Every Saturday a group of farmers comes to the University Heights parking lot to set up tents and sell what they have grown and produced. It is one of several year-round farmers’ markets in Seattle. As you will see, merchants turn out every week no matter what the weather is. We went on a slushy Saturday to see what was for sale. These farmers offered everything from fresh fruits and vegetables and meats to hot veggie quesadilla lunches and produced goods such as juice and cheese. Of course, as the farmers themselves drive to Seattle to set up shop, everything sold at the market is locally grown or produced.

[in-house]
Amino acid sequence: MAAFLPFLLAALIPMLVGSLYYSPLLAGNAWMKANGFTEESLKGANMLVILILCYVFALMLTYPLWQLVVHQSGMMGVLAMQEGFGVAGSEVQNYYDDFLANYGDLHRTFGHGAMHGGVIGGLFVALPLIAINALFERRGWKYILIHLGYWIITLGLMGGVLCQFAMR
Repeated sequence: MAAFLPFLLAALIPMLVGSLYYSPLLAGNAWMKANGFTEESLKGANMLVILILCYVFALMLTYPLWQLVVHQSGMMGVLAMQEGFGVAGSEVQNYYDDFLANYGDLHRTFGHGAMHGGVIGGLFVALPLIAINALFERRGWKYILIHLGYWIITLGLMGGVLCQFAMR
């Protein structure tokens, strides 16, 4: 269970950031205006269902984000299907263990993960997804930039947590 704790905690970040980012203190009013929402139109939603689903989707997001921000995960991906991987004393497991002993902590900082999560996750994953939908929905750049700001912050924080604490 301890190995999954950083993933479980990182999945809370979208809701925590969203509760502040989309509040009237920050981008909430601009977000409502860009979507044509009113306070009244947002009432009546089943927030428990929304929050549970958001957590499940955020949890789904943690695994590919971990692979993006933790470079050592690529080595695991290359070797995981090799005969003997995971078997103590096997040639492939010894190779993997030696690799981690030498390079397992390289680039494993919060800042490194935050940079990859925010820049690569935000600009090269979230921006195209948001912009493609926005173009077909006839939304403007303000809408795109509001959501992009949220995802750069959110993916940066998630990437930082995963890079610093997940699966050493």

Farmers markets are an interesting example of DIY urbanism because they unite urban with rural. In an era where people often purchase produce that is grown either across the country or in another continent, these markets allow urban residents access to relatively locally grown foods. In Seattle’s case, the farmers’ markets are certainly DIY urbanism, as they are set up and taken down all in the same day by the farmers themselves (perhaps an opposition to this can be seen in Los Angeles’ permanently constructed farmers market at The Grove). Without the farmers’ desire to sell their goods directly and without the demand from citizens, these markets would not otherwise be part of the urban scene.